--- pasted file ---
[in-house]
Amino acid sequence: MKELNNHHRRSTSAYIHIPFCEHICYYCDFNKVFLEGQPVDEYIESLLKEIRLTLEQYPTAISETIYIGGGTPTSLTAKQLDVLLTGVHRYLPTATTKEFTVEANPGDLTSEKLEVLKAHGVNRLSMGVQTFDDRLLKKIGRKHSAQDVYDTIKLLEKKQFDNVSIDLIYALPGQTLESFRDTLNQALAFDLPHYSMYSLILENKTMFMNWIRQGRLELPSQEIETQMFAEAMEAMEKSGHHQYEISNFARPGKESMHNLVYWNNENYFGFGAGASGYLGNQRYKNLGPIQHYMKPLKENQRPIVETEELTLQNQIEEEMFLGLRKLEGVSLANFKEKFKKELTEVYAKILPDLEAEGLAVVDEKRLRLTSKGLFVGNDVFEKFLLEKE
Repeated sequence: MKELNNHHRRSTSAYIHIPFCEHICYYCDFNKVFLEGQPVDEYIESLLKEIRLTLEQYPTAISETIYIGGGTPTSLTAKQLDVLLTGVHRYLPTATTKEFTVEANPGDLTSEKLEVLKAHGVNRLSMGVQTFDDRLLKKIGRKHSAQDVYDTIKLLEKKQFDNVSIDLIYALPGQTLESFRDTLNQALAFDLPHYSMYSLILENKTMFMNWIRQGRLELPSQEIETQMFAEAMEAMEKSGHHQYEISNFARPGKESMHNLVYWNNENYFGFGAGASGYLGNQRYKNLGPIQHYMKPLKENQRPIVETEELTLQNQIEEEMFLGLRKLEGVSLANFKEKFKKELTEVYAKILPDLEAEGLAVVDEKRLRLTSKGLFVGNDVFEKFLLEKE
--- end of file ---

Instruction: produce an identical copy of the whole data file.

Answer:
[in-house]
Amino acid sequence: MKELNNHHRRSTSAYIHIPFCEHICYYCDFNKVFLEGQPVDEYIESLLKEIRLTLEQYPTAISETIYIGGGTPTSLTAKQLDVLLTGVHRYLPTATTKEFTVEANPGDLTSEKLEVLKAHGVNRLSMGVQTFDDRLLKKIGRKHSAQDVYDTIKLLEKKQFDNVSIDLIYALPGQTLESFRDTLNQALAFDLPHYSMYSLILENKTMFMNWIRQGRLELPSQEIETQMFAEAMEAMEKSGHHQYEISNFARPGKESMHNLVYWNNENYFGFGAGASGYLGNQRYKNLGPIQHYMKPLKENQRPIVETEELTLQNQIEEEMFLGLRKLEGVSLANFKEKFKKELTEVYAKILPDLEAEGLAVVDEKRLRLTSKGLFVGNDVFEKFLLEKE
Repeated sequence: MKELNNHHRRSTSAYIHIPFCEHICYYCDFNKVFLEGQPVDEYIESLLKEIRLTLEQYPTAISETIYIGGGTPTSLTAKQLDVLLTGVHRYLPTATTKEFTVEANPGDLTSEKLEVLKAHGVNRLSMGVQTFDDRLLKKIGRKHSAQDVYDTIKLLEKKQFDNVSIDLIYALPGQTLESFRDTLNQALAFDLPHYSMYSLILENKTMFMNWIRQGRLELPSQEIETQMFAEAMEAMEKSGHHQYEISNFARPGKESMHNLVYWNNENYFGFGAGASGYLGNQRYKNLGPIQHYMKPLKENQRPIVETEELTLQNQIEEEMFLGLRKLEGVSLANFKEKFKKELTEVYAKILPDLEAEGLAVVDEKRLRLTSKGLFVGNDVFEKFLLEKE